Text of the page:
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Punitive Damages Award Againt Allergan for Bad Botox Reduced From $200 Million to $350,000

2 comments

Last September, following a federal investigation into Allergan’s tactics in promoting Botox for off-label uses such as treating pain and headaches, the company pled guilty to a criminal charge of misbranding and paid $600 million in criminal and civil fines.

In a civil case brought against Allergan for personal injury damages due to the effects of Botox causing brain damage, the company was ordered to pay $200 million in punitive damages. However due to the statutory caps on punitive awards the jury’s award was reduced to $350,000

Punitive damages may be thought of as punishment damages that do not have reference to the extent of the victim’s personal injuries, but instead are damages against the wrongdoer that are supposed to punish the wrongdoer.

A punitive verdict of $350,000 is a joke for a company like Allergan. It negates the entire purpose of punitive damages which is to prevent these offenses from generally happening again. If this is indeed the goal of punitive damage awards, the question arises whether it makes sense for the legislature to set a cap which in essence limits the court’s ability to accomplish that goal. The answer is No. As a Virginia personal injury attorney I’ve seen companies that find it more cost effective to continue their bad behavior and risk paying punitive damages than to make any real change for the better.

This is precisely the decision making employed by the Ford Motor Company regarding its Pinto automobile. The company determined that it would be cheaper to sell the defectively designed car, and risk paying damage awards to injured consumers, than it would be to make the car significantly safer at a cost of $11 per car.

Given these facts, why do the proponents of this so called "reform" seek to protect reckless and malicious wrongdoers from bearing responsibility for their acts? Why do they attack jurors’ judgments in awarding punitive damages, when those very same jurors are trusted to put persons to death in capital cases?

Punitive damages should be neither limited nor abolished since it is only the award of punitive damages that has placed accountability where it belongs — at the door of the wrongdoer.

CA

About the Editors: The Shapiro, Cooper, Lewis & Appleton personal injury law firm, which has offices in Virginia (VA) and North Carolina (NC), edits the injury law blogs Virginia Beach Injuryboard, Norfolk Injuryboard and Northeast North Carolina Injuryboard as pro bono services.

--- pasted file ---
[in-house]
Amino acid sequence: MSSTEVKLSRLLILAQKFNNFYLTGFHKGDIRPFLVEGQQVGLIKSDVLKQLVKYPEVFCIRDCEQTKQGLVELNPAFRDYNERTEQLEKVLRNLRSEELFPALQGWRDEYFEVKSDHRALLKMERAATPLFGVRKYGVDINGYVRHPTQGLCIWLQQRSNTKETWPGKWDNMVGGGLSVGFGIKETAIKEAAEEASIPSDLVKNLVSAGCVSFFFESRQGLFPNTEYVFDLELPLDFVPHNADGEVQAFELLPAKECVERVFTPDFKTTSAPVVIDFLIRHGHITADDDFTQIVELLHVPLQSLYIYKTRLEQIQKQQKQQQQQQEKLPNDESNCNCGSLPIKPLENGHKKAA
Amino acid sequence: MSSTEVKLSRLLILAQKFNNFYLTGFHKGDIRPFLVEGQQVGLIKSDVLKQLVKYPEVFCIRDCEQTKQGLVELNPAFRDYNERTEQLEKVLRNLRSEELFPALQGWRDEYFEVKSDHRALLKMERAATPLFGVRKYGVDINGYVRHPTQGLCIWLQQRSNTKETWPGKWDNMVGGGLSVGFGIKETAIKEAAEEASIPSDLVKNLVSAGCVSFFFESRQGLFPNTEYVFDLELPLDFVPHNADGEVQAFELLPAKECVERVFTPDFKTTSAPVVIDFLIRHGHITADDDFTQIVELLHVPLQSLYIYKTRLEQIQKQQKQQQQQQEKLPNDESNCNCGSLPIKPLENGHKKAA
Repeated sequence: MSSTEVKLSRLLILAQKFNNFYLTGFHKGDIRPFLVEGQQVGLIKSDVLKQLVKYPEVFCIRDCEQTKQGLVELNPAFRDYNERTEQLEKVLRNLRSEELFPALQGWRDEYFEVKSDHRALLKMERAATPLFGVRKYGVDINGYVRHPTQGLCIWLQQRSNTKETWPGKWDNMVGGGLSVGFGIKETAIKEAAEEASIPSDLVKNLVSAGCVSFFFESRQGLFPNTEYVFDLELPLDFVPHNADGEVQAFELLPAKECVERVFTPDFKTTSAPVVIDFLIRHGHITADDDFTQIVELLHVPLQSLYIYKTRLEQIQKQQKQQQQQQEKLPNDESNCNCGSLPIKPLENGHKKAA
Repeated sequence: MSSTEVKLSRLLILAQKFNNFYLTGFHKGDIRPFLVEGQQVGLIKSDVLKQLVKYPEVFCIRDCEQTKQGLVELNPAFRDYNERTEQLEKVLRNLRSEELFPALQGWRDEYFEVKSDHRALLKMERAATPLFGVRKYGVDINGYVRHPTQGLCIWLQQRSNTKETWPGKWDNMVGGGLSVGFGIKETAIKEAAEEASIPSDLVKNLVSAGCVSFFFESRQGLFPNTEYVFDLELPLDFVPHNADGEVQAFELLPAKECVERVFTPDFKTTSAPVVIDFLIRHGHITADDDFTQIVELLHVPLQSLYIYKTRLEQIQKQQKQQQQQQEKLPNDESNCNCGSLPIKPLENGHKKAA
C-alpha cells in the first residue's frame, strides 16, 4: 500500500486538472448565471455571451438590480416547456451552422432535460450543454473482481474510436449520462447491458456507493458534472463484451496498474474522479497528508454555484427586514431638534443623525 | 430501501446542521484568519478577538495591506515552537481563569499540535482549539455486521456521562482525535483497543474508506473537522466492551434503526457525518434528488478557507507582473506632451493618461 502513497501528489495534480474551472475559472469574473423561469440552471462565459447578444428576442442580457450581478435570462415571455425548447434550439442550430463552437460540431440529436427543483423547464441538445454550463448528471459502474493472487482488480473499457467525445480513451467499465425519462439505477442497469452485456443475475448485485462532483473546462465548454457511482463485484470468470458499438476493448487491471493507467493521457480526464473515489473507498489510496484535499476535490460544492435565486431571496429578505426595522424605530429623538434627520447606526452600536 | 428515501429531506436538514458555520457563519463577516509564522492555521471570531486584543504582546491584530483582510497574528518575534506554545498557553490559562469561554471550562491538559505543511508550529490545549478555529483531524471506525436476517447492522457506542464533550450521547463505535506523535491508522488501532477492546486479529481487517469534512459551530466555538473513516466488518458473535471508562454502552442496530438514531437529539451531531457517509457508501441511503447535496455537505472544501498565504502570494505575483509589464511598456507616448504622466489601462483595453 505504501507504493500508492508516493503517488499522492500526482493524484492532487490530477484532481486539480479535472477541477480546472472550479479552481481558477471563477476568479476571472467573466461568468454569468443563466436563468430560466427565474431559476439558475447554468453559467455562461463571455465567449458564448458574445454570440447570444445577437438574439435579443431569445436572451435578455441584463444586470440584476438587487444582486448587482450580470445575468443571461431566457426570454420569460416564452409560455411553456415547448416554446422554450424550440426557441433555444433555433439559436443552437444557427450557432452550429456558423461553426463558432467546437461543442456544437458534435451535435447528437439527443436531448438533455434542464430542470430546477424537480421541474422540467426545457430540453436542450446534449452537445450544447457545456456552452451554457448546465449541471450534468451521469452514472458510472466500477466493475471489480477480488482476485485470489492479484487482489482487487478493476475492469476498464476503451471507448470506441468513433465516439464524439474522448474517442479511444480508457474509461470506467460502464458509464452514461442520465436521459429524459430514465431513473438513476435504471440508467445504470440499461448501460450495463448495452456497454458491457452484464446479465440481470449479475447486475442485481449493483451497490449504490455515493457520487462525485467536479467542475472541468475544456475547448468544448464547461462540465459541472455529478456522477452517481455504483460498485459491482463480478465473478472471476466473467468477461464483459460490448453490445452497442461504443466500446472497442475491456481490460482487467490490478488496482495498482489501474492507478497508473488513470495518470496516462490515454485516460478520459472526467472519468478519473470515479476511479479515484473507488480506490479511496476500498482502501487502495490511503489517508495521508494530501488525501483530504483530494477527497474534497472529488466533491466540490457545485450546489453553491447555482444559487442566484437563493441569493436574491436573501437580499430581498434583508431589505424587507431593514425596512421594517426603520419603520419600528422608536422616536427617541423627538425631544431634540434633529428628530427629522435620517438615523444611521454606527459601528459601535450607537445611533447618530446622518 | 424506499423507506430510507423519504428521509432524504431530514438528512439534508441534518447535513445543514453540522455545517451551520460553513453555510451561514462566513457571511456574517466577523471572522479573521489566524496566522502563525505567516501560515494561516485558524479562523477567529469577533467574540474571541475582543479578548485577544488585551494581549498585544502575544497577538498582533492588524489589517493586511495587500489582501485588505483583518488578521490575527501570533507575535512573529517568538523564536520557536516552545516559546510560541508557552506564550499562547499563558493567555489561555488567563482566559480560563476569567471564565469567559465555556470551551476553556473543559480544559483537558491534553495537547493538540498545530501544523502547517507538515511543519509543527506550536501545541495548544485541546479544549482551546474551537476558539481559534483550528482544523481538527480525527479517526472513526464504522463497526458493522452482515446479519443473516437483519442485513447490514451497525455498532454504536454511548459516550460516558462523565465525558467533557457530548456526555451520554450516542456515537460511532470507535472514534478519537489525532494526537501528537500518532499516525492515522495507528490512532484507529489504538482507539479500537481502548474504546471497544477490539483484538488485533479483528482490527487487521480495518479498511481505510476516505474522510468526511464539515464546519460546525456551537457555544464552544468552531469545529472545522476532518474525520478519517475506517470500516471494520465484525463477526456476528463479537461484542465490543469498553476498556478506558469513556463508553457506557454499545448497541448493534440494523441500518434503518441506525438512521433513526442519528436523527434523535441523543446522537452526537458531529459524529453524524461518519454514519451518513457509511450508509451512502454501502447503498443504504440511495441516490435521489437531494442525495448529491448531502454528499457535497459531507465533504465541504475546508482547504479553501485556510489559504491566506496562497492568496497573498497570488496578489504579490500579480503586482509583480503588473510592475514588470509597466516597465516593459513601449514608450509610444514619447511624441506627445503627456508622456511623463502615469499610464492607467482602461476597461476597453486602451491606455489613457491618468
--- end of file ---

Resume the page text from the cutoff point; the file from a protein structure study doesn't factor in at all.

2 Comments

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  1. Andrew says:
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    Indeed: As you stated, the $350,000 is a joke for a company like Allergan. I used to be a consultant for this company, and quit once I learned of the unethical practices their sales staff uses. I lost a major account, but at least I can live with myself. Although, as a business owner myself, I am not in favor of frivolous lawsuits against companies, this one was in no way frivolous! I am saddened that the jury’s decision was so callously and carelessly tossed aside.

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    Andrew: I agree with you, and the point about tort reforms are that if we tinker with our constitutional rights, it should be in smarter ways than capping punitive damages at a paltry $350,000 like Virginia(VA) has. Whether you own a business or are a blue collar worker, we are just giving a green light to major company bad behavior with this Virginia “cap” on punitive damages. Imagine if Ford and Firestone faced no real punitive damages threat in the USA when the entire bad tire and high center of gravity SUV dangers were publicized by the press and the lawyers for the early victims. What would motivate the companies to become safer if not a big economic penalty?
    When all of us allow our legislators to push these type caps and celings through our state legislatures, we spite our own constitutional rights and protect only the worst and most unsafe company policies.
    It seems to me that the lobbying groups for the very big companies and insurance companies have the most pull on these issues, not the citizens who cannot imagine such a tragedy befalling their family member or friend.